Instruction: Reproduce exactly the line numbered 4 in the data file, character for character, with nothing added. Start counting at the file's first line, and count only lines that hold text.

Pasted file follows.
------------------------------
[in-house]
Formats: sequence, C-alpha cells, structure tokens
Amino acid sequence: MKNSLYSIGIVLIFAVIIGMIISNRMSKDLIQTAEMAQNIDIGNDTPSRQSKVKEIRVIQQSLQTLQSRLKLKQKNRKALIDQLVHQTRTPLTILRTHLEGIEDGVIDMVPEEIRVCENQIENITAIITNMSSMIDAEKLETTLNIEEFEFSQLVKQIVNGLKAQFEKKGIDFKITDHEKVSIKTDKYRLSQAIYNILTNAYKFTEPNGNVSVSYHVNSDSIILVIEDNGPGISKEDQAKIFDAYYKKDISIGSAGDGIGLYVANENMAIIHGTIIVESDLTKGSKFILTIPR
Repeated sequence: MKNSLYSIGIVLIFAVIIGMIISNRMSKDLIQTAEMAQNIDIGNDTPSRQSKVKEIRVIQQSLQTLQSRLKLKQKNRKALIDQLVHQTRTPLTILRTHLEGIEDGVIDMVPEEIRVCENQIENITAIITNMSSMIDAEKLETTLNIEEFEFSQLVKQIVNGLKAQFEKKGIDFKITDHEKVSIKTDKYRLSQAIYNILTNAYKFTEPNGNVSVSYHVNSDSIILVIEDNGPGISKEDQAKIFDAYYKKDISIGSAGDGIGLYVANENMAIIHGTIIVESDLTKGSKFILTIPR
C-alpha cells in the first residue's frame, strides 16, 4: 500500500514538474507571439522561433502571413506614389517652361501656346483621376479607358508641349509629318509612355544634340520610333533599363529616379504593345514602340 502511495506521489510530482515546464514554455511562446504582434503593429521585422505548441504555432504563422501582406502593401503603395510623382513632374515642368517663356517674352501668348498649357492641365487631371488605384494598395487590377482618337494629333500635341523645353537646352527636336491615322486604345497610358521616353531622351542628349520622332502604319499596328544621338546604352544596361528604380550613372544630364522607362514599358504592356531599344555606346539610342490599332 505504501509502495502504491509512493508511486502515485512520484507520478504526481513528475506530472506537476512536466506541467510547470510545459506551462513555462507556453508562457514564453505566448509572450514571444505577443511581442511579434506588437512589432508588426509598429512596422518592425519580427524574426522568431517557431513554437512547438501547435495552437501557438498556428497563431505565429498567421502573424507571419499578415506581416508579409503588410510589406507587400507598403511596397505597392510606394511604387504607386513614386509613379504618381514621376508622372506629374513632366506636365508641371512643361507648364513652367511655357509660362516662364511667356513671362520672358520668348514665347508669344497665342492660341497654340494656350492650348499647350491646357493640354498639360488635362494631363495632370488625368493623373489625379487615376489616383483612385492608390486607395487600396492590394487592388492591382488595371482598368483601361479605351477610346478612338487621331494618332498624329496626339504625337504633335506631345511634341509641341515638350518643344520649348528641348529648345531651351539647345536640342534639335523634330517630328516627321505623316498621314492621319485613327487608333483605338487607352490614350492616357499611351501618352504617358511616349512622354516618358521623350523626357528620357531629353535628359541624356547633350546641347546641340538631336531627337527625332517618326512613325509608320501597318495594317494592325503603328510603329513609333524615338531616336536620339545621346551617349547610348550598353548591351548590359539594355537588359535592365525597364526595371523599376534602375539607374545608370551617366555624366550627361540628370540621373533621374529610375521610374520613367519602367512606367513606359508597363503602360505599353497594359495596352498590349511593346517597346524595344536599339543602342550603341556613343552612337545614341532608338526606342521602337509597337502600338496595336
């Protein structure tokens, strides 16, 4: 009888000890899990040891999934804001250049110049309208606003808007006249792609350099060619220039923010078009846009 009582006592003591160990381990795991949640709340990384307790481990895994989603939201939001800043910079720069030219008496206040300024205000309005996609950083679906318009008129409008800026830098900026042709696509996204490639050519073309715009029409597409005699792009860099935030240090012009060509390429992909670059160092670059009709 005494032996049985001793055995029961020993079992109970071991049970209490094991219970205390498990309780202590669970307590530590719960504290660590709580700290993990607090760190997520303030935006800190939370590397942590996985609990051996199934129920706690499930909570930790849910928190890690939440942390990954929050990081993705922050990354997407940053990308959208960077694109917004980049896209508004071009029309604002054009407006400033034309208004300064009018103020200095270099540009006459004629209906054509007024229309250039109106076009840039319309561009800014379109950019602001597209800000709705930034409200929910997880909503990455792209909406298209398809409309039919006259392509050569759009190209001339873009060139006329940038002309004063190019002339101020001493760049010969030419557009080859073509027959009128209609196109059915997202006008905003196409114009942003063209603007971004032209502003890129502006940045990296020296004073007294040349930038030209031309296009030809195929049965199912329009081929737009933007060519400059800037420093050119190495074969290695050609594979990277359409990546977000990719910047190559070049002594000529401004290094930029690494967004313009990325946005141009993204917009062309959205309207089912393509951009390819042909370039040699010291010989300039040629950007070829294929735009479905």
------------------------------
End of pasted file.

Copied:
Repeated sequence: MKNSLYSIGIVLIFAVIIGMIISNRMSKDLIQTAEMAQNIDIGNDTPSRQSKVKEIRVIQQSLQTLQSRLKLKQKNRKALIDQLVHQTRTPLTILRTHLEGIEDGVIDMVPEEIRVCENQIENITAIITNMSSMIDAEKLETTLNIEEFEFSQLVKQIVNGLKAQFEKKGIDFKITDHEKVSIKTDKYRLSQAIYNILTNAYKFTEPNGNVSVSYHVNSDSIILVIEDNGPGISKEDQAKIFDAYYKKDISIGSAGDGIGLYVANENMAIIHGTIIVESDLTKGSKFILTIPR